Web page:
“Hokeamania” has officially come to an end at Michigan after the Wolverines first losing season since 2009. The atmosphere right now in Ann Arbor is a lot less maize and much more blue as the program struggles to find the successor to Brady Hoke after firing the head coach after just four years. Michigan has largely struggled since Lloyd Carr retired after the 2007 season; he compiled a career record 122-40 and won the 1997 National Championship.
The Wolverines have fallen behind rivals Ohio State, Michigan State and Wisconsin in terms of success in recent years. The right head coach will go a long way to fixing these problems. Michigan is a prestigious program, which could be ripe for a quick turnaround under the right circumstances. Here are the top five candidates who could replace Brady Hoke as Michigan’s head coach.
1. Jim Harbaugh
Harbaugh has been the coach most closely linked with the job for the last year. Footballscoop.com has already reported that Harbaugh has told Michigan that he will not be a candidate for the vacancy. Harbaugh still has 2014 to coach, but the situation won’t completely reveal itself until after the regular season ends.
Harbaugh is undoubtedly the most qualified. He is a former Michigan quarterback, finished 3rd in the Heisman Trophy voting in 1986. Harbaugh’s career collegiate coaching record is 58-27 between San Diego State and Stanford. He revived Stanford as a perennial powerhouse. Although there is tension with the 49ers organization, he has a 43-16-1 overall record there and his players love his fire. He has won everywhere he’s been.
2. Les Miles
Miles is another former Michigan Wolverines player; he was an offensive lineman from 1974-75 under Bo Schembeckler. Nicknamed “The Mad Hatter,” Miles is known for his crazy coaching style and antics, routinely calling trick plays, making risky coaching decisions, and generally being a fun person be around.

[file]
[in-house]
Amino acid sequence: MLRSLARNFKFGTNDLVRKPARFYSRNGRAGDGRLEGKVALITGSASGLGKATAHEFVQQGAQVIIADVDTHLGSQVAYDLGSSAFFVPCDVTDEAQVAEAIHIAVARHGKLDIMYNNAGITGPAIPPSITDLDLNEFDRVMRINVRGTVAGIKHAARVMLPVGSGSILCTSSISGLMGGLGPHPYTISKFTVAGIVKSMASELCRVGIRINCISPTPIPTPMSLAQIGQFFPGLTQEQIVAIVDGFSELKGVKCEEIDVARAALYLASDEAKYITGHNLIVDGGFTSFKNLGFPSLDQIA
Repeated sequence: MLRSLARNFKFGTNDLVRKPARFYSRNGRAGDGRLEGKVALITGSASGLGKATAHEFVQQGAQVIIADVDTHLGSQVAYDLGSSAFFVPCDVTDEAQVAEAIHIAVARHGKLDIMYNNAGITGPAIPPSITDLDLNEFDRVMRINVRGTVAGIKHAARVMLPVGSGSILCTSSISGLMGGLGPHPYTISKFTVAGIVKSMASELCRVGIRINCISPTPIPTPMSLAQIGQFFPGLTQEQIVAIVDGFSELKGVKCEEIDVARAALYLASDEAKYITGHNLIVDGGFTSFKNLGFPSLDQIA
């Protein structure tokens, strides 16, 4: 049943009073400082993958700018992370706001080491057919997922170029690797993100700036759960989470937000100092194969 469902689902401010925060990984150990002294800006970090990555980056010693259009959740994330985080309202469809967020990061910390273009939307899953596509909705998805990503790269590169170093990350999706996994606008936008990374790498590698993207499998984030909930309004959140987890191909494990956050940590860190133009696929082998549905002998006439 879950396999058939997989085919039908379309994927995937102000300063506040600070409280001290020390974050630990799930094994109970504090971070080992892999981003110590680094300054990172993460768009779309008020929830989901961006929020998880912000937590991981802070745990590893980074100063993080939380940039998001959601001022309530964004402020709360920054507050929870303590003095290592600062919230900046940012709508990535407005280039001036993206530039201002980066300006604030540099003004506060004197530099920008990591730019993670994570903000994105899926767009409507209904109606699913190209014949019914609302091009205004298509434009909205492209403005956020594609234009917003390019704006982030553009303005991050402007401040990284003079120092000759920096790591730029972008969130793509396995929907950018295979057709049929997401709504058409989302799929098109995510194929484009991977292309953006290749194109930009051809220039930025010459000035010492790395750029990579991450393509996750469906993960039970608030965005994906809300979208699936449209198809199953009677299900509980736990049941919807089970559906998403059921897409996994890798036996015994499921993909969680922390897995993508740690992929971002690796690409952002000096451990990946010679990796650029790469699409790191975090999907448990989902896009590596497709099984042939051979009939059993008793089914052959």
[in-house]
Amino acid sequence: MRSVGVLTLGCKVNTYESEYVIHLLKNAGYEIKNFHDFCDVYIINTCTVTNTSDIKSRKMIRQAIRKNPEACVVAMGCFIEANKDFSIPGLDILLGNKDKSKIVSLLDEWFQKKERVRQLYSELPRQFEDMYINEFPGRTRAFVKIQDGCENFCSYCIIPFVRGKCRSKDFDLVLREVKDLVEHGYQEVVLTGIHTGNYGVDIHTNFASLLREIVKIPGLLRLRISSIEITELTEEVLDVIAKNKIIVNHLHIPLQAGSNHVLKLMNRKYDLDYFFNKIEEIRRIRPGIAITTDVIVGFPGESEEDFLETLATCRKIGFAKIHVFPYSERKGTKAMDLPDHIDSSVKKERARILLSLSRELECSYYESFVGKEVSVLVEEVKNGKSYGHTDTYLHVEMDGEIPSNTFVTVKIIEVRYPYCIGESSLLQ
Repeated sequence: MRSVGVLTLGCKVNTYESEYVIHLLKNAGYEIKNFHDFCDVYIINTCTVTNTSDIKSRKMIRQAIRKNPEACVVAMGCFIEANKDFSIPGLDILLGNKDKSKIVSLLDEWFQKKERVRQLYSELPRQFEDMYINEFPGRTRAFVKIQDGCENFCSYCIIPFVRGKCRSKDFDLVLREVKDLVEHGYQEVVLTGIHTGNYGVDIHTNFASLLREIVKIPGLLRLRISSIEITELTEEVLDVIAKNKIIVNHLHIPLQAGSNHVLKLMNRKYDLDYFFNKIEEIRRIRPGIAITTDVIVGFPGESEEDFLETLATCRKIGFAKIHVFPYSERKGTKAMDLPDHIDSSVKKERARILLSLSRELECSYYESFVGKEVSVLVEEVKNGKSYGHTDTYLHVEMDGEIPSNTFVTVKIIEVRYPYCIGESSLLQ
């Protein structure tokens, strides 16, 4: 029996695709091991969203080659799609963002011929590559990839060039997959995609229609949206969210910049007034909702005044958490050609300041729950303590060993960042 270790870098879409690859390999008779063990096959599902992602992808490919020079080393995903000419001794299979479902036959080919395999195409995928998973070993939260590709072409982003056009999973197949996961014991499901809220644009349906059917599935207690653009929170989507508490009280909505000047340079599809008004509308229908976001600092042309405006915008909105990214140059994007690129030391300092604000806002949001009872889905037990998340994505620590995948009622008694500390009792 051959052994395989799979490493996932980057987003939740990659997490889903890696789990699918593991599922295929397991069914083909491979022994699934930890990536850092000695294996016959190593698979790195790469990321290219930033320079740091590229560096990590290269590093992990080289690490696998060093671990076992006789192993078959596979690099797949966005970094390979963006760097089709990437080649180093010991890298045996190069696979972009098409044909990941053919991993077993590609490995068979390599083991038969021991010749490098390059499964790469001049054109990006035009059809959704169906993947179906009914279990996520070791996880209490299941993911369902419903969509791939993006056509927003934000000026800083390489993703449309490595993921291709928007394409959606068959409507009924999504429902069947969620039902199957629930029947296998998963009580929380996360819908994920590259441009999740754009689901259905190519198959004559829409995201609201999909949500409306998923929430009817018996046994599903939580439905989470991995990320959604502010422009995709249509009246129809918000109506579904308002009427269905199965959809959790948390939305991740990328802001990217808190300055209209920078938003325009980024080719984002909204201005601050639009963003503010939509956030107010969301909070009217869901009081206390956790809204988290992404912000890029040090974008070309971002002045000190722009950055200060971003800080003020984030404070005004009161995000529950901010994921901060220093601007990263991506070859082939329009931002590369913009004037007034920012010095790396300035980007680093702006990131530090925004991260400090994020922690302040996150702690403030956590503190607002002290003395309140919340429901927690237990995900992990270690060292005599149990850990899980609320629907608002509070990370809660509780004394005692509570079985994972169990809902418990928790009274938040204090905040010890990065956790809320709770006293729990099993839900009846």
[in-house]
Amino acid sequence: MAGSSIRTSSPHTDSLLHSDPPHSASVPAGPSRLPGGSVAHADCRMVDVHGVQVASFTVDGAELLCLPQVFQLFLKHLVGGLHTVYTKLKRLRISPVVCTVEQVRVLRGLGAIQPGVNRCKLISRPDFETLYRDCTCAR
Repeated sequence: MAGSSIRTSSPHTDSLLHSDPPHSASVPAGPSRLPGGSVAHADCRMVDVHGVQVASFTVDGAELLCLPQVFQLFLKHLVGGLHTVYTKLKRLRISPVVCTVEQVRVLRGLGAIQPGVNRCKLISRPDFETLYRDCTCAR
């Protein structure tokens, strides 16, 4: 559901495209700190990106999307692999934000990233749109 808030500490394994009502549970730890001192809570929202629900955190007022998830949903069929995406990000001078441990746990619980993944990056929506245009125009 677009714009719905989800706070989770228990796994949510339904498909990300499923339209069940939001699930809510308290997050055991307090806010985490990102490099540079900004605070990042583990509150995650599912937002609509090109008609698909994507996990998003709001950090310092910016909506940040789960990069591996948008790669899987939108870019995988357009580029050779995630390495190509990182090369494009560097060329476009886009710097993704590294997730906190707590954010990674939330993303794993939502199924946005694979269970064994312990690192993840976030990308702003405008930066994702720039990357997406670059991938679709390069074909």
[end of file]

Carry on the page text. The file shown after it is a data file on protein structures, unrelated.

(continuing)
He’s 61, but coaches like he’s 31. In 13 years between Oklahoma State and LSU, Miles has compiled a 131-49 record, winning the 2007 BCS National Championship.
3. Dan Mullen
Mullen has been Mississippi State’s head coach since 2009. During his tenure, he has a 46-30 record, including a 3-1 record in bowl games – including a 52-14 blowout victory against Michigan in 2011 in the Gator Bowl, which ended up being the last game Rich Rodriguez (Hoke’s predecessor) coached at the program.
He had his best season with the Bulldogs this year with a 10-2 record, but with key losses to Alabama and Ole miss, fell just short of the SEC Championship Game. He has also coached up Dak Prescott into a perennial Heisman Trophy candidate. His offense works, and with a bigger-profile program at Michigan to lure in more high-profile college recruits, the grass may be greener on the other side.
4. David Shaw
Shaw, Harbaugh’s successor at Stanford, has continued to have success since Harbaugh’s 2011 departure. Shaw’s record at Stanford is 41-12, and this has come in the post-Andrew Luck era.
Shaw spent eight years in the NFL (1997-2005) as an offensive assistant coach for the Philadelphia Eagles, Oakland Raiders and Baltimore Ravens before joining the college ranks. He’s a disciplinarian, and has the right profile that would entice Michigan should they lose out on the other big name candidates.
5. Lane Kiffin
In all fairness, Lane Kiffin’s tenure as head coach of the Raiders from 2007-08 was an unmitigated disaster. In all fairness, the Raiders have been a disaster for 11 years. After Oakland, Kiffin took a job at Tennessee that he parlayed into a job at USC, which he was subsequently fired from. His record through both stints was 35-20.
He is currently the offensive coordinator at Alabama, and is still only 39-years-old. The biggest knock against Kiffin is probably his maturity as a leader, but coaching under Saban may have done more than enough to help Kiffin this season. He is a great offensive mind, and usually gets the most out of his offensive talent. He is the longest shot, but he will get a head coaching job at least one more time in his career. It’s a huge risk, but with the right recruiting, may pay off.